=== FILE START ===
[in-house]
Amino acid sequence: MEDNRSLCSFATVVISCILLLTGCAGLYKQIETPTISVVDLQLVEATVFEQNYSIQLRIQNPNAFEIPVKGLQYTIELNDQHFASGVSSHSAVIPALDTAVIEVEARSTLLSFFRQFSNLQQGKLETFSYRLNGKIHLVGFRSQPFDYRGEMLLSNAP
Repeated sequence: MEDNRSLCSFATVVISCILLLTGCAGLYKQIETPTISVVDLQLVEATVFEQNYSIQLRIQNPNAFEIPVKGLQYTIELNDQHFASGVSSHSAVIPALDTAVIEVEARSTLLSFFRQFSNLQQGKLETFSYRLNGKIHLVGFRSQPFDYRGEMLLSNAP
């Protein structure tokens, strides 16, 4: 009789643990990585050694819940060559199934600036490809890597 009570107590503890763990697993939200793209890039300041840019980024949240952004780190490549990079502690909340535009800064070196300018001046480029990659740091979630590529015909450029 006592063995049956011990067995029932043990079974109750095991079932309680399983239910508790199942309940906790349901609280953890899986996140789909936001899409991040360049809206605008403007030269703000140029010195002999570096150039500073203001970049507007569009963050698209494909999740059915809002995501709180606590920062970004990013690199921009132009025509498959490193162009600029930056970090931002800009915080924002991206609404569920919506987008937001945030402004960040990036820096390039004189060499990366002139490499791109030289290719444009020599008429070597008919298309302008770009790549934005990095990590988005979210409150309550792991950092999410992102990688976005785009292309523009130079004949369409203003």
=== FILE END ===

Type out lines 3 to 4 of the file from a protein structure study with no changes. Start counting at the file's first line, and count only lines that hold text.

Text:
Repeated sequence: MEDNRSLCSFATVVISCILLLTGCAGLYKQIETPTISVVDLQLVEATVFEQNYSIQLRIQNPNAFEIPVKGLQYTIELNDQHFASGVSSHSAVIPALDTAVIEVEARSTLLSFFRQFSNLQQGKLETFSYRLNGKIHLVGFRSQPFDYRGEMLLSNAP
């Protein structure tokens, strides 16, 4: 009789643990990585050694819940060559199934600036490809890597 009570107590503890763990697993939200793209890039300041840019980024949240952004780190490549990079502690909340535009800064070196300018001046480029990659740091979630590529015909450029 006592063995049956011990067995029932043990079974109750095991079932309680399983239910508790199942309940906790349901609280953890899986996140789909936001899409991040360049809206605008403007030269703000140029010195002999570096150039500073203001970049507007569009963050698209494909999740059915809002995501709180606590920062970004990013690199921009132009025509498959490193162009600029930056970090931002800009915080924002991206609404569920919506987008937001945030402004960040990036820096390039004189060499990366002139490499791109030289290719444009020599008429070597008919298309302008770009790549934005990095990590988005979210409150309550792991950092999410992102990688976005785009292309523009130079004949369409203003």